Judgment day looms for candidates hoping to be Conservative nominee for Norfolk Police and Crime Commissioner role
16:41 27 July 2012
Archant © 2012
Norfolk Conservatives make their choice for the controversial role of Police and Crime Commissioner (PCC) tomorrow. Crime correspondent PETER WALSH looks at each of the candidates.
How it works
Each candidate will give a three-minute presentation as to why they want to be the candidate, before being asked 10 minutes of pre-agreed questions then 10 minutes of open questions, after which the candidate will be given two minutes to sum up.
At the end of the interviews those registered to vote will be handed a ballot paper.
The primaries take place at 10am in Norwich and 3.30pm in Swaffham.
A preferential voting system, where the favourite candidate will be ranked with a 1 and least favourite a 4, will be used, meaning the person with the lowest number across the two primaries will win.
Steve Morphew, Norfolk’s Labour candidate for the role of elected police and crime commissioner will be among those keeping a watchful eye on open primaries taking place in Norwich and Swafffham tomorrow.
Saturday is judgment day for the four shortlisted Conservatives looking to be named as Norfolk’s Tory candidate for the role and then go head to head with Mr Morphew for the chance of becoming the county’s first PCC when he or she is elected in November.
Brandon Lewis, Conservative MP for Great Yarmouth, has urged the people of Norfolk to take the chance have their say.
He said: “It is Norfolk’s chance to have a real say on who we pick to be our candidate and for that candidate to then have the mandate to go on to win in November.”
The four shortlisted candidates are:
Mr Bett, who lives in Thornham, near Hunstanton, is currently chairman of Norfolk Police Authority which, like other authorities throughout the country, is to be replaced by PCCs in November.
He is a Conservative county councillor for North Coast Division and has been a county council member of the Police Authority since 1996.
He was vice-chairman of Norfolk Police Authority from 1999 to 2005 and was elected chairman in June 2005. He has remained in post ever since. He was re-elected for 2011/12.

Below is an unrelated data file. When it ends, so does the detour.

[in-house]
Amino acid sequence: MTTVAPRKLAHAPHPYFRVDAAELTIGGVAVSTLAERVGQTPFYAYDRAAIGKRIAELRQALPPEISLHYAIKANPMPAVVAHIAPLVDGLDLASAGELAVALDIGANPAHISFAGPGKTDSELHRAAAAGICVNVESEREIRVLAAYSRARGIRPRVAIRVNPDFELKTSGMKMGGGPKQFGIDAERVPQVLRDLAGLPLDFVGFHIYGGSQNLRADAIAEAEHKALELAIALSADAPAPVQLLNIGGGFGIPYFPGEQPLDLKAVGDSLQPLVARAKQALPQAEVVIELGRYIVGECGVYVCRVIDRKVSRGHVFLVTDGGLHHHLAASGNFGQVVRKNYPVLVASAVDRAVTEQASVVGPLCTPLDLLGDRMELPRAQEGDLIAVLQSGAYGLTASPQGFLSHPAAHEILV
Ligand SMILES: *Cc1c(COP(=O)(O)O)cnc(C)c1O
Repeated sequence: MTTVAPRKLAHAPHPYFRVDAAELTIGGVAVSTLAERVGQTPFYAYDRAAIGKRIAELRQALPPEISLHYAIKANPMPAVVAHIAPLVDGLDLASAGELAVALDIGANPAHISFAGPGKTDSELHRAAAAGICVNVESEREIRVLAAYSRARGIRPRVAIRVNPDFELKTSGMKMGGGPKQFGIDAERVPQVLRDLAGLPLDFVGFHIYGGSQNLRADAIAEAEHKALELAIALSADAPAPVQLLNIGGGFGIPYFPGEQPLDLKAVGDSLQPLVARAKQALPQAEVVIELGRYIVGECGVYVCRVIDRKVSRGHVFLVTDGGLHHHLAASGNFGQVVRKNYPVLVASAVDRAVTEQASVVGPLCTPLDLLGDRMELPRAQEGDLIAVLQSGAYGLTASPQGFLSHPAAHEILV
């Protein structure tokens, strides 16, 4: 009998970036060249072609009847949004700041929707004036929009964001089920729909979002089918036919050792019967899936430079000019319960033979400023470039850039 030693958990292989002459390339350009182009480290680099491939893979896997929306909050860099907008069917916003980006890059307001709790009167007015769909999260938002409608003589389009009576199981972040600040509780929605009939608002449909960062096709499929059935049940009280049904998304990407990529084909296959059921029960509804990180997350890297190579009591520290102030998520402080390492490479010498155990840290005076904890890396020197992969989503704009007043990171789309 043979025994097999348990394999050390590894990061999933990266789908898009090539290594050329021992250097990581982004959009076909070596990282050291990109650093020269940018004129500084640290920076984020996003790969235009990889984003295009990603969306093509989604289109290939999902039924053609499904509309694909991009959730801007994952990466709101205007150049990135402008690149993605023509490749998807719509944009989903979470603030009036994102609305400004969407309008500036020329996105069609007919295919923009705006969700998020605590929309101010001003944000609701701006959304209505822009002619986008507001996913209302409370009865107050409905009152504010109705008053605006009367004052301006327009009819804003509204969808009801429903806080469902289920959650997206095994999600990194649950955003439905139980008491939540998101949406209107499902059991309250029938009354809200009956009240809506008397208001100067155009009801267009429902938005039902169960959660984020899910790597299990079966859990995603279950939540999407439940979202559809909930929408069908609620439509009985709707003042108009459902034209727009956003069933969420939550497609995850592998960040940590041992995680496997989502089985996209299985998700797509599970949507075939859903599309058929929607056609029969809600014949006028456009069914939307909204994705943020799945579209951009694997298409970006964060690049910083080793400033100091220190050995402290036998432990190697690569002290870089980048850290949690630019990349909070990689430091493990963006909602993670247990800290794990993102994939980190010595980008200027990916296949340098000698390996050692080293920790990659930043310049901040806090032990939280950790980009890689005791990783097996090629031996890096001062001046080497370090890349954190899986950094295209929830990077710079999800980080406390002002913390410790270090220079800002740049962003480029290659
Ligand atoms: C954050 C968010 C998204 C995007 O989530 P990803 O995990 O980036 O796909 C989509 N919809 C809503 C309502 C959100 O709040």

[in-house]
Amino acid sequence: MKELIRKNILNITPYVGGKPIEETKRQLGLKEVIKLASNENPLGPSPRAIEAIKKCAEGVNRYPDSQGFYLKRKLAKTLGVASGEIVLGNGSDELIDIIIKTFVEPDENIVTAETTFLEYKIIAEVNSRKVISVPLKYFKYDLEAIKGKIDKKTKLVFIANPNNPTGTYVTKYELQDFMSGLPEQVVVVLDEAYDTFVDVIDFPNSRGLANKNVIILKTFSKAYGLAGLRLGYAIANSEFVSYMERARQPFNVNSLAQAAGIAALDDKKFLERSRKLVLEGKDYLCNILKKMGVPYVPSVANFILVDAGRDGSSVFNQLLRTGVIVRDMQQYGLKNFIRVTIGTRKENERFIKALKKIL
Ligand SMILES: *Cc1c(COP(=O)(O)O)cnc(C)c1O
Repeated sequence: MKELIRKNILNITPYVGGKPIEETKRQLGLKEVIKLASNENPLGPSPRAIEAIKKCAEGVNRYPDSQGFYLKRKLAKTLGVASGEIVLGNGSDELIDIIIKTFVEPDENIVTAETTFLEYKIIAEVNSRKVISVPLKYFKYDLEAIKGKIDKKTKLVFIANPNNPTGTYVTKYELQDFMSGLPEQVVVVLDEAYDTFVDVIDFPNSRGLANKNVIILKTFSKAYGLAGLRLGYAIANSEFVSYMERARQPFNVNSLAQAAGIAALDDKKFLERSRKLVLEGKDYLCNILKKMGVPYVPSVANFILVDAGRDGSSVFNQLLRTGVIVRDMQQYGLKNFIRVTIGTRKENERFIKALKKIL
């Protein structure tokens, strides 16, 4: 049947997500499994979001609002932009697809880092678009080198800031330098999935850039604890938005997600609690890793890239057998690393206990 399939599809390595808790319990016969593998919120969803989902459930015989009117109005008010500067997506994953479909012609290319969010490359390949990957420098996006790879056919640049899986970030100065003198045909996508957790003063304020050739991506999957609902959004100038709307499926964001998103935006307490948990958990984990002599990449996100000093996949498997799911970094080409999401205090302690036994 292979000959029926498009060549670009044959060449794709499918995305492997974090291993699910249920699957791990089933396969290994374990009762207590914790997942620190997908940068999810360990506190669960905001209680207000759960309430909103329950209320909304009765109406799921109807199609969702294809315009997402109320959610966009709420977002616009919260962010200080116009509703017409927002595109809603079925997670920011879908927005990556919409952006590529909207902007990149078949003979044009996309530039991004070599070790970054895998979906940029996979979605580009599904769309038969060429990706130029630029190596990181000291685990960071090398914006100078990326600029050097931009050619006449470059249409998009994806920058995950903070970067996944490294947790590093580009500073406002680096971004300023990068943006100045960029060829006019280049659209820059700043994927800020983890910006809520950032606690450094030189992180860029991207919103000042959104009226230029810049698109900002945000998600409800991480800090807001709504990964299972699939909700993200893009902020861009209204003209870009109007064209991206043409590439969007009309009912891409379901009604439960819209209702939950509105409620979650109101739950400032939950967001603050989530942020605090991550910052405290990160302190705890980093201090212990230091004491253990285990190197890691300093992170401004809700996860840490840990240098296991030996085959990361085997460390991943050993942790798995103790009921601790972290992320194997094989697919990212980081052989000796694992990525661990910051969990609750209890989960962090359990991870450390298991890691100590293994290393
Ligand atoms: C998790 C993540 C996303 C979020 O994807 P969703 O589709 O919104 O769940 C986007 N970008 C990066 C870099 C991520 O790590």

Mr Bett’s reason for joining the authority was to contribute towards ensuring Norfolk was a safe place to live and work.
In addition to being police authority chairman, he has chaired the Property and ICT Committee from 2001 to 2005 and the Professional Standards and HR Committee from 1998 to 2004.
He has been on the Senior Officers Executive Panel since 2007 and is chairman of the Strategic Development Group and of the Protective Services Board.
He is also a member of the Eastern Region Counter Terrorism Committee and Protective Services Lead.
Mr Rice is a Conservative county councillor for South Smallburgh who defected from the Lib Dems last year.
Originally from Essex, Mr Rice worked in retail (toy/model trade) from 1976 for eight years and spent time in estate agency before becoming full time Parks Police Officer, moving to City of London as a Forest Constable until early 2000s.
He then moved to Norfolk to start his own business and joined Norfolk Special Constabulary, where he was a special until 2008, and also worked in the police control room.
A parish councillor for Potter Heigham, Mr Rice has been a county councillor since 2009. He also sits on the Fire and Rescue Overview Scrutiny Panel, A47 Alliance, Planning, is vice-chairman of the Standing Advisory Council for Religious Education and a member of the Broads Authority.
Mr Woodbridge, a former leader of Broadland District Council, is a Conservative district councillor for Great Witchingham and Broadland’s member champion for Crime Prevention and Community Safety.
Born and educated in Norfolk, Mr Woodbridge, who lives in Taverham, served in the 1st Battalion, The Royal Anglian Regiment, before returning to civilian life to raise a family.
Mr Woodbridge, who owns Canham Hill Cemetery, was elected to Broadland District Council and became leader of the council for 10 years.
After gaining a detailed knowledge of crime management from serving six years as a member of the Norfolk Probation Service, Mr Woodbridge spearheaded a crime prevention initiative, Stairway Out of Crime, in conjunction with the UEA.
Mr Athill was brought up at Morston on the North Norfolk coast. He was educated at Gresham’s School before a career in the army, which he left last year as a colonel. Mr Athill then travelled the world as an infantry officer in leadership, management and training positions, serving with British and Gurkha soldiers, before specialising in defence diplomacy, working in embassy and operational appointments in the Ministry of Defence, the Middle East, South-East Asia and Central Europe.
He lives at Gateley with his wife, Mojan, and three children. He enjoys boats, the marsh and history.